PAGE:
1.Costa B, Trovato AE, Comelli F, Giagnoni G, Colleoni M. The non-psychoactive cannabis constituent cannabidiol is an orally effective therapeutic agent in rat chronic inflammatory and neuropathic pain. Eur J Pharmacol. 2007;556(1–3):75–83.
1.Kumar RN, Chambers WA, Pertwee RG. Pharmacological actions and therapeutic uses of cannabis and cannabinoids. Anaesthesia. 2001;56(11):1059–68.
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1.Zou S, Kumar U. Cannabinoid Receptors and the Endocannabinoid System: Signaling and Function in the Central Nervous System. Int J Mol Sci. 2018;19(3):833 Published 2018 Mar 13.
1.Anand P, Whiteside G, Fowler CJ, Hohmann AG. Targeting CB2 receptors and the endocannabinoid system for the treatment of pain. Brain Res Rev. 2009;60(1):255–66.
1.Laprairie RB, Bagher AM, Kelly ME, Denovan-Wright EM. Cannabidiol is a negative allosteric modulator of the cannabinoid CB1 receptor. Br J Pharmacol. 2015;172(20):4790–805.
1.Hammell DC, Zhang LP, Ma F, , Abshire SM, McIlwrath S, Stinchcomb AL, Westlund KNet al. Transdermal cannabidiol reduces inflammation and pain-related behaviours in a rat model of arthritis. Eur J Pain. 2016;20(6):936–948.
1.Philpott HT, OʼBrien M, McDougall JJ. Attenuation of early phase inflammation by cannabidiol prevents pain and nerve damage in rat osteoarthritis. Pain. 2017;158(12):2442–51.
1.Malfait AM, Gallily R, Sumariwalla PF, , Malik AS, Andreakos E, Mechoulam R, Feldmann Met al. The nonpsychoactive cannabis constituent cannabidiol is an oral anti-arthritic therapeutic in murine collagen-induced arthritis. Proc Natl Acad Sci U S A. 2000;97(17):9561–9566.
1.Babalonis S, Haney M, Malcolm RJ, , Lofwall MR, Votaw VR, Sparenborg S, Walsh SLet al. Oral cannabidiol does not produce a signal for abuse liability in frequent marijuana smokers. Drug Alcohol Depend. 2017;172:9–13.
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1.Vermersch P, Trojano M. Tetrahydrocannabinol:Cannabidiol Oromucosal Spray for Multiple Sclerosis-Related Resistant Spasticity in Daily Practice. Eur Neurol. 2016;76(5–6):216–26. https://doi.org/10.1159/000449413.
1.Nielsen S, Germanos R, Weier M, Pollard J, Degenhardt L, Hall W, et al. The Use of Cannabis and Cannabinoids in Treating Symptoms of Multiple Sclerosis: a Systematic Review of Reviews. Curr Neurol Neurosci Rep. 2018;18(2):8.
1.Ferrè L, Nuara A, Pavan G, Radaelli M, Moiola L, Rodegher M, et al. Efficacy and safety of nabiximols (Sativex(®)) on multiple sclerosis spasticity in a real-life Italian monocentric study. Neurol Sci. 2016;37(2):235–42.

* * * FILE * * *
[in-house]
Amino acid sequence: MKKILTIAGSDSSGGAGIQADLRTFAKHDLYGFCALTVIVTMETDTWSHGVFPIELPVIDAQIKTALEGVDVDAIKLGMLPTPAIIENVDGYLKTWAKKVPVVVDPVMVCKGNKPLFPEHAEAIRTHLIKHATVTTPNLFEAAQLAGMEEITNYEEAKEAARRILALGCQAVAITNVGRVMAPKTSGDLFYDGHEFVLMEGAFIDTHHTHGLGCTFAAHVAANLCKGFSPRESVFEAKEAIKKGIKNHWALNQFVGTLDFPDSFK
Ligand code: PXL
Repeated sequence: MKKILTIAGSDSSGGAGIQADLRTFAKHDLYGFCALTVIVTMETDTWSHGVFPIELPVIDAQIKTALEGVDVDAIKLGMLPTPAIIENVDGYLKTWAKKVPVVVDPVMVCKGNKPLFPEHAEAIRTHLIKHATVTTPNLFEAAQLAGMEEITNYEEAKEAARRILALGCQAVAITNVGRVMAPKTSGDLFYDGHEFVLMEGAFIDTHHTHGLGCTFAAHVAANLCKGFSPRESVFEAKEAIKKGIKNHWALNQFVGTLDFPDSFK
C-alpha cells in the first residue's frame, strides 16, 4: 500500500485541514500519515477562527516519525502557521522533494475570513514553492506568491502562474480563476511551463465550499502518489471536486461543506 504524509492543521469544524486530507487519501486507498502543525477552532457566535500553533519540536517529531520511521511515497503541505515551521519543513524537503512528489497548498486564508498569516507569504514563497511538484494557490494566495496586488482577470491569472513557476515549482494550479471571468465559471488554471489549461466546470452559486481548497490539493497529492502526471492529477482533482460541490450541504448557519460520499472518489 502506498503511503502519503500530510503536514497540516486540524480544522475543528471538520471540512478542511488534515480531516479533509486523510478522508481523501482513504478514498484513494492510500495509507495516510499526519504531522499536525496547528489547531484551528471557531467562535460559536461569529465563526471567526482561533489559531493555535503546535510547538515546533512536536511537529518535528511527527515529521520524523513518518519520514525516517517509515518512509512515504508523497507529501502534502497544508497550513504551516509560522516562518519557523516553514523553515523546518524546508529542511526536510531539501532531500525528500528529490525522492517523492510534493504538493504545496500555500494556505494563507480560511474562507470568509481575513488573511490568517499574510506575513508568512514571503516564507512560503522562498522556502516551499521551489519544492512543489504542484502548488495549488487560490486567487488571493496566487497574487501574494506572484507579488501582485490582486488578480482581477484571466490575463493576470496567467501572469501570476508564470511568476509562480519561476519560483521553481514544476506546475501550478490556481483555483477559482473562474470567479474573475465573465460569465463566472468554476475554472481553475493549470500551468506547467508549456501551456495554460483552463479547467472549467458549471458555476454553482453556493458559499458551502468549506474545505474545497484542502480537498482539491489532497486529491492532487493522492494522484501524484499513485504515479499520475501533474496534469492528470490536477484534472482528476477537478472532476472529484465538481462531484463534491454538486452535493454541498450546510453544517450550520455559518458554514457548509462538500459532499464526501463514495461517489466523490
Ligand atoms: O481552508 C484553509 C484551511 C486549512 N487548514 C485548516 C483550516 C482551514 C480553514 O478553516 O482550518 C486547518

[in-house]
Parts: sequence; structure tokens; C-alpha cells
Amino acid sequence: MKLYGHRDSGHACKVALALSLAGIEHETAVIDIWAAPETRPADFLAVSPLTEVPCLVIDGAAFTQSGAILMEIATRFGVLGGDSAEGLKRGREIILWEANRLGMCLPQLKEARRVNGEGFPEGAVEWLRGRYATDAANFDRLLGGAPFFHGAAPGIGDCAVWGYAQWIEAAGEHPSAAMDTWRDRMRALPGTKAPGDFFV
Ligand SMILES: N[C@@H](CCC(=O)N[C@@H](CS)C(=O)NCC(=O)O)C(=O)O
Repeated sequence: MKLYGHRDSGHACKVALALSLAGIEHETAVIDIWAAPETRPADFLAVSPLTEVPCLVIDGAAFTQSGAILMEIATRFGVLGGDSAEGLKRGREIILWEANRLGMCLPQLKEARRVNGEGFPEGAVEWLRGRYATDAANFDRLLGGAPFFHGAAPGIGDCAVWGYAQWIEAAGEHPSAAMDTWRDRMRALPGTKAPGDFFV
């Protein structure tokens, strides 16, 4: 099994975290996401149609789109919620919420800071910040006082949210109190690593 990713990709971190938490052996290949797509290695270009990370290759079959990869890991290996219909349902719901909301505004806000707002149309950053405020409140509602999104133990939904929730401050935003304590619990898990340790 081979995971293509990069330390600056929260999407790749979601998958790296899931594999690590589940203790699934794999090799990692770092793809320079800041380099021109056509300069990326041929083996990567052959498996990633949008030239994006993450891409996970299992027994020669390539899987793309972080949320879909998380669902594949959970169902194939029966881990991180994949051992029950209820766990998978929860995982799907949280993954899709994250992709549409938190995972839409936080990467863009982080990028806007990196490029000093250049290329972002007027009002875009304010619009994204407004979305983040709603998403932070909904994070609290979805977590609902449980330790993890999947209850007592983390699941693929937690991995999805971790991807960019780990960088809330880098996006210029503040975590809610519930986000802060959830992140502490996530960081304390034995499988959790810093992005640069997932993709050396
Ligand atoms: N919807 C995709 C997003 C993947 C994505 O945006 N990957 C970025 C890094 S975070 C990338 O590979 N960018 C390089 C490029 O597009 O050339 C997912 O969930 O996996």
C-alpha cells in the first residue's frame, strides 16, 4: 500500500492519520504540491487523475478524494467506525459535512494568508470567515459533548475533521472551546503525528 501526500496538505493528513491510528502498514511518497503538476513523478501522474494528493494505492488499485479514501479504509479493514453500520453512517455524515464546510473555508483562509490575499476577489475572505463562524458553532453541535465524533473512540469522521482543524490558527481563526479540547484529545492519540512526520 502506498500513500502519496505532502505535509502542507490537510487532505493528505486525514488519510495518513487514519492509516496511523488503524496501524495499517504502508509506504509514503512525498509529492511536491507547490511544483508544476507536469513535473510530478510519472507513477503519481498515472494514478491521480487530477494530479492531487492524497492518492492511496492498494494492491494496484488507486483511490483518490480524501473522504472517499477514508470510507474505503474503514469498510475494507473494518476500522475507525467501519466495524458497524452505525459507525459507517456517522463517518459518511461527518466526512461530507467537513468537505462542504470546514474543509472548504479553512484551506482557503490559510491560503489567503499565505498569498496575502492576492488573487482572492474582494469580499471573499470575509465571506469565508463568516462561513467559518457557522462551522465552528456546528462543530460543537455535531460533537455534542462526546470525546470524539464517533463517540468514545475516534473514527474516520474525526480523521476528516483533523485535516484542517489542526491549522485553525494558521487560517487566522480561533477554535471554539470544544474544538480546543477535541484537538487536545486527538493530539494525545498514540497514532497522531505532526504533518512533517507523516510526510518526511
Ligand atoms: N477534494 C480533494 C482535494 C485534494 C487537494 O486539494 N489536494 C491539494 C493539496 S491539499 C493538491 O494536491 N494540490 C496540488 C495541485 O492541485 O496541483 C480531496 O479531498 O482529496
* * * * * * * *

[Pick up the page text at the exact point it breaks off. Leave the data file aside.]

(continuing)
1.Johnson JR, Lossignol D, Burnell-Nugent M, Fallon MT. An open-label extension study to investigate the long-term safety and tolerability of THC/CBD oromucosal spray and oromucosal THC spray in patients with terminal cancer-related pain refractory to strong opioid analgesics. J Pain Symptom Manage. 2013;46(2):207–18.
1.Portenoy RK, Ganae-Motan ED, Allende S, Yanagihara R, Shaiova L, Weinstein S, et al. Nabiximols for opioid-treated cancer patients with poorly-controlled chronic pain: a randomized, placebo-controlled, graded-dose trial. J Pain. 2012;13(5):438–49.
1.•• Lichtman AH, Lux EA, McQuade R, Rossetti S, Sanchez R, Sun W, et al. Results of a Double-Blind, Randomized, Placebo-Controlled Study of Nabiximols Oromucosal Spray as an Adjunctive Therapy in Advanced Cancer Patients with Chronic Uncontrolled Pain. J Pain Symptom Manage. 2018;55(2):179–188.e1 (excellent study on Cannabinoids and Cancer Pain).
1.Nurmikko TJ, Serpell MG, Hoggart B, Toomey PJ, Morlion BJ, Haines D. Sativex successfully treats neuropathic pain characterised by allodynia: a randomised, double-blind, placebo-controlled clinical trial. Pain. 2007;133(1–3):210–20.
1.Blake DR, Robson P, Ho M, Jubb RW, McCabe CS. Preliminary assessment of the efficacy, tolerability and safety of a cannabis-based medicine (Sativex) in the treatment of pain caused by rheumatoid arthritis. Rheumatology (Oxford). 2006;45(1):50–2.
1.Cannabinoid Buccal Spray for Chronic Non-Cancer or Neuropathic Pain: A Review of Clinical Effectiveness, Safety, and Guidelines. 2016 Sep 21;. Review.
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1.Darkovska-Serafimovska M, Serafimovska T, Arsova-Sarafinovska Z, Stefanoski S, Keskovski Z, Balkanov T. Pharmacotherapeutic considerations for use of cannabinoids to relieve pain in patients with malignant diseases. J Pain Res. 2018;11:837–42.
1.The FDA Warning Letters and Test Results for Cannabidiol-Related Products. https://www.fda.gov/news-events/public-health-focus/warning-letters-and-test-results-cannabidiol-related-products.
Research paper available in PDF form for download here: fphar-08-00269
1.Plastic and Neuroprotective Mechanisms Involved in the Therapeutic Effects of Cannabidiol in Psychiatric Disorders
Alline C. Campos1*, Manoela V. Fogaça1, Franciele F. Scarante1, Sâmia R. L. Joca2, Amanda J. Sales2, Felipe V. Gomes3, Andreza B. Sonego1, Naielly S. Rodrigues1, IsmaelGalve-Roperh4,5 andFranciscoS.Guimarães1
1 Department of Pharmacology, Centre for Interdisciplinary Research on Applied Neurosciences (NAPNA), School of Medicine of Ribeirão Preto, University of São Paulo, Ribeirão Preto, Brazil, 2 Department of Physical and Chemical, School of Pharmaceutical Science of Ribeirão Preto, University of São Paulo, Ribeirão Preto, Brazil, 3 Department of Neuroscience, University of Pittsburgh, Pittsburgh, PA, United States, 4 Department of Biochemistry and Molecular Biology I, School of Biology, Complutense University, Madrid, Spain, 5 Centro de Investigación Biomédica en Red sobre Enfermedades Neurodegenerativas, Instituto de Universitario de Investigación en Neuroquímica and Instituto Ramón y Cajal de Investigación Sanitaria, Madrid, Spain.
Frontiers in Pharmacology, published: 23 May 2017 doi: 10.3389/fphar.2017.00269